According to Mark Melvin’s lawsuit, prison officials saw the book — a Pulitzer Prize-winning investigation of the brutal treatment of Black prisoners in late 19th and early 20th century Americans — as a security threat.
The book chronicles the vast and brutal convict leasing system, which became nearly indistinguishable from antebellum slavery as it grew. In this system, people, in almost all cases Black, were arrested by local law enforcement, often on the flimsiest of charges, and forced to labor on the cotton farms of wealthy planters or in the coal mines of corporations to pay off their criminal penalties. Though convict leasing occurred across the South, the book focuses on Alabama.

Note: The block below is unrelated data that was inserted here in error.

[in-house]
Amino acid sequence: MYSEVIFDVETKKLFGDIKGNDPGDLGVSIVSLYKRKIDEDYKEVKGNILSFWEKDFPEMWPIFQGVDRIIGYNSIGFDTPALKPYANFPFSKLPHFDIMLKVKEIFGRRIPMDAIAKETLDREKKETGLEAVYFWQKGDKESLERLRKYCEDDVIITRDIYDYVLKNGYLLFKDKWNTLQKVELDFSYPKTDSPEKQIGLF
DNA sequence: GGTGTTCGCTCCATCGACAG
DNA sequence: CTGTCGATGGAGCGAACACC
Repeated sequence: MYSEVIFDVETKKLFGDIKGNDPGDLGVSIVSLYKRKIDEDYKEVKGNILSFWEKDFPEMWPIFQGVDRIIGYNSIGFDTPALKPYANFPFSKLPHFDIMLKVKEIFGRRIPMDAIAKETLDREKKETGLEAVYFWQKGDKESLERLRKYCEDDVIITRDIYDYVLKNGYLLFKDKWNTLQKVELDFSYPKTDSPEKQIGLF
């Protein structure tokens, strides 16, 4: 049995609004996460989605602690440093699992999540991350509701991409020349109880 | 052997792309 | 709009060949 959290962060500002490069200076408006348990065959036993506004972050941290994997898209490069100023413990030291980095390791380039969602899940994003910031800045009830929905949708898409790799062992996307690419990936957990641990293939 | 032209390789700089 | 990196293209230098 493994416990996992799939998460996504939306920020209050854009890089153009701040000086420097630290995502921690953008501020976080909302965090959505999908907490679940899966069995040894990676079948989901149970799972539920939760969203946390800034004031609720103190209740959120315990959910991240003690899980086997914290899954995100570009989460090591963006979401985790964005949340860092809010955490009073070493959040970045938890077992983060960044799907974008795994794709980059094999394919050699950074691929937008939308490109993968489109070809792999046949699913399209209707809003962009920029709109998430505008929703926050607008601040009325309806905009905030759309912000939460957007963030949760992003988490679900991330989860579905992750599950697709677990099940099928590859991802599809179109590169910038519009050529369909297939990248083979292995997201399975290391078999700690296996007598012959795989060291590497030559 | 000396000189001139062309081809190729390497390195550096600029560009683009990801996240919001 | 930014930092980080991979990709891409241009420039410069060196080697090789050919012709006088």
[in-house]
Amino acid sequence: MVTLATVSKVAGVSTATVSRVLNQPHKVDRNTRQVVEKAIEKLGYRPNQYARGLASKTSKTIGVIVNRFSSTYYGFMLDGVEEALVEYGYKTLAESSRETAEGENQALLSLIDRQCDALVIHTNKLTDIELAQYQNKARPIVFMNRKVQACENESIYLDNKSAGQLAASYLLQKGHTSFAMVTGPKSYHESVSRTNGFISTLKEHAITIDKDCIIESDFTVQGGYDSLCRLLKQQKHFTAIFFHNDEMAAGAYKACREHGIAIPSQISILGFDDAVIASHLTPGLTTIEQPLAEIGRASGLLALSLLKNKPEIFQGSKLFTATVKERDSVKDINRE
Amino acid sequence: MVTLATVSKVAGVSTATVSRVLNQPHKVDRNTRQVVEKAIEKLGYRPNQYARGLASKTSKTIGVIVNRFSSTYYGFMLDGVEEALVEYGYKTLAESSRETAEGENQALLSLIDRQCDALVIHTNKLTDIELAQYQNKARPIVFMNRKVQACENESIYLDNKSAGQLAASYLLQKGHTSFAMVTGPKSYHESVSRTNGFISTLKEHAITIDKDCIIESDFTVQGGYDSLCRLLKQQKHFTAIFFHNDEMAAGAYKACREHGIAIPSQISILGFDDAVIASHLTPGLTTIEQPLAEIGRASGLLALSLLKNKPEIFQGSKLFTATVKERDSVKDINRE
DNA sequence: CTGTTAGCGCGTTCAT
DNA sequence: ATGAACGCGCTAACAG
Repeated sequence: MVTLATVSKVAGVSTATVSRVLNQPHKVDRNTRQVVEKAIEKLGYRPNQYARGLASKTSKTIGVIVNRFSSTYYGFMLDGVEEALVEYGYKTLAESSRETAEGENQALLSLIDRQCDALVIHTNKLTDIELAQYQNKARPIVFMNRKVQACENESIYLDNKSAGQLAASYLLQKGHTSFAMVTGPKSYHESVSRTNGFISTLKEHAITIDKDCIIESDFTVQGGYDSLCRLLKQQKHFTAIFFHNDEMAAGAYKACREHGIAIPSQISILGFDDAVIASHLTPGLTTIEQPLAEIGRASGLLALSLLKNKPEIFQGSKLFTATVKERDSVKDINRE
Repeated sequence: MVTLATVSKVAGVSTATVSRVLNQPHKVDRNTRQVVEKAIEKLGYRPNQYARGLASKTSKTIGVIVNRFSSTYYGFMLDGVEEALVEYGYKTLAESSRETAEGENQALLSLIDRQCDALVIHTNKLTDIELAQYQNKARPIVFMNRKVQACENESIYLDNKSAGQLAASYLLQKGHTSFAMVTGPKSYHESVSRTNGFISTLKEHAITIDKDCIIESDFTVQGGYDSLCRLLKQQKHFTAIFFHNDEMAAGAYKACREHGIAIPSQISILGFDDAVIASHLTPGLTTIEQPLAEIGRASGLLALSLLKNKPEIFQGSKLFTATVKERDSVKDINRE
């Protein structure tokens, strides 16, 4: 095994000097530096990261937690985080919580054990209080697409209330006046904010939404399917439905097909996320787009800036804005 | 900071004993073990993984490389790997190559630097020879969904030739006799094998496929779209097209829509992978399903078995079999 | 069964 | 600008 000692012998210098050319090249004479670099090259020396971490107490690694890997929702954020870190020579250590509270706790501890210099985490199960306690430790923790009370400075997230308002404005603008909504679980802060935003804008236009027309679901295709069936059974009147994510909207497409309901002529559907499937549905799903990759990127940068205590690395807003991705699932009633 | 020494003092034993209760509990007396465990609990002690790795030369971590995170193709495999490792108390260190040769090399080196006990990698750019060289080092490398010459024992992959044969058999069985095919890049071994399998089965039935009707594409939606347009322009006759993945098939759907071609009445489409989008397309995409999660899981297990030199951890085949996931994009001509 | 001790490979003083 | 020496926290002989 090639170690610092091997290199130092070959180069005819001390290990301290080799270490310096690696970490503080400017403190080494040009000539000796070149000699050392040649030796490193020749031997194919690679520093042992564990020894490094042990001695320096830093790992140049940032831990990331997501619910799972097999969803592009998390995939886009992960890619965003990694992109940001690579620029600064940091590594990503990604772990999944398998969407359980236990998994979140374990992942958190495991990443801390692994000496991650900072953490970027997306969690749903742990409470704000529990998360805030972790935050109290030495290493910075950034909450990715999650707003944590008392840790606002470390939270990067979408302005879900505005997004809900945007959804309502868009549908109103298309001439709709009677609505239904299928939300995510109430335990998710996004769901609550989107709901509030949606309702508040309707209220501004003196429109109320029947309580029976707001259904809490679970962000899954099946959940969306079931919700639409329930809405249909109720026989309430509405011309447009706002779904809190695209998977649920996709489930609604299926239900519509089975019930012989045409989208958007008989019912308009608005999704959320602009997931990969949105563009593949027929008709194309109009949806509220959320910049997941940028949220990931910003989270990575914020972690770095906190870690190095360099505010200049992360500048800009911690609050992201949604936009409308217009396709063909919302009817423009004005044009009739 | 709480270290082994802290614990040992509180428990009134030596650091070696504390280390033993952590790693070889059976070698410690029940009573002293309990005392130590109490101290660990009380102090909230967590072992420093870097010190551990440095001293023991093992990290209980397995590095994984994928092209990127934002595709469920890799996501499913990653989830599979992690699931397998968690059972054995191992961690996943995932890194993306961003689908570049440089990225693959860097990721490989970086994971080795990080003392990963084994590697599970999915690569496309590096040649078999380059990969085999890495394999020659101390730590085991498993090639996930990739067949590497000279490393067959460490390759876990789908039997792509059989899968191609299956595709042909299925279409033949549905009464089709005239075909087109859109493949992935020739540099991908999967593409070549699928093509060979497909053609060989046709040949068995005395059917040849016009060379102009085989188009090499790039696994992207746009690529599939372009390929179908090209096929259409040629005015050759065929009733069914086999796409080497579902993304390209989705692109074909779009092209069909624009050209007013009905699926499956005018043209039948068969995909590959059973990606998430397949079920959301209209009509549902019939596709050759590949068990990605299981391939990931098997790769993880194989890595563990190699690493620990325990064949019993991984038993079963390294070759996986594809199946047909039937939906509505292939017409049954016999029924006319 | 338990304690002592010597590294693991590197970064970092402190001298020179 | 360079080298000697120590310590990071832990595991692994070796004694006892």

Slavehouse to the White House